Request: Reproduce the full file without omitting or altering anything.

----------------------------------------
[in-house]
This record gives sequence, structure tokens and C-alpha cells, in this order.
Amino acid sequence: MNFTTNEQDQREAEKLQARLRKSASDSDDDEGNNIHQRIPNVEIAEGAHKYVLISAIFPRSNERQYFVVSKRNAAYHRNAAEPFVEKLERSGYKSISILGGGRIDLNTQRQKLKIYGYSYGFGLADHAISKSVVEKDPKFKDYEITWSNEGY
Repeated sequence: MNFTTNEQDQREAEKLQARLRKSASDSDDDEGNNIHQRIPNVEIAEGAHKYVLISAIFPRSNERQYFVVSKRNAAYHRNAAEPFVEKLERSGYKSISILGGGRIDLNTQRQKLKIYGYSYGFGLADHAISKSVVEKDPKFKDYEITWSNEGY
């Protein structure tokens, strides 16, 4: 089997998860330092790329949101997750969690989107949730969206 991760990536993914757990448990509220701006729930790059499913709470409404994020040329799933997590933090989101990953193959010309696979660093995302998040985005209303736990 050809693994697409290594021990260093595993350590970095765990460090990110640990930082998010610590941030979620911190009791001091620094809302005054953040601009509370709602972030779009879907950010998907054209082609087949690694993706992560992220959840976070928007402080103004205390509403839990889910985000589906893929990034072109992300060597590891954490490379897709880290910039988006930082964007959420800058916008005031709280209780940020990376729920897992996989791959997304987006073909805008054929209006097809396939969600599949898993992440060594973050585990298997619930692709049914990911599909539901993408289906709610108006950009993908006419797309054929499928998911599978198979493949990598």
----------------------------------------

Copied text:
[in-house]
This record gives sequence, structure tokens and C-alpha cells, in this order.
Amino acid sequence: MNFTTNEQDQREAEKLQARLRKSASDSDDDEGNNIHQRIPNVEIAEGAHKYVLISAIFPRSNERQYFVVSKRNAAYHRNAAEPFVEKLERSGYKSISILGGGRIDLNTQRQKLKIYGYSYGFGLADHAISKSVVEKDPKFKDYEITWSNEGY
Repeated sequence: MNFTTNEQDQREAEKLQARLRKSASDSDDDEGNNIHQRIPNVEIAEGAHKYVLISAIFPRSNERQYFVVSKRNAAYHRNAAEPFVEKLERSGYKSISILGGGRIDLNTQRQKLKIYGYSYGFGLADHAISKSVVEKDPKFKDYEITWSNEGY
């Protein structure tokens, strides 16, 4: 089997998860330092790329949101997750969690989107949730969206 991760990536993914757990448990509220701006729930790059499913709470409404994020040329799933997590933090989101990953193959010309696979660093995302998040985005209303736990 050809693994697409290594021990260093595993350590970095765990460090990110640990930082998010610590941030979620911190009791001091620094809302005054953040601009509370709602972030779009879907950010998907054209082609087949690694993706992560992220959840976070928007402080103004205390509403839990889910985000589906893929990034072109992300060597590891954490490379897709880290910039988006930082964007959420800058916008005031709280209780940020990376729920897992996989791959997304987006073909805008054929209006097809396939969600599949898993992440060594973050585990298997619930692709049914990911599909539901993408289906709610108006950009993908006419797309054929499928998911599978198979493949990598």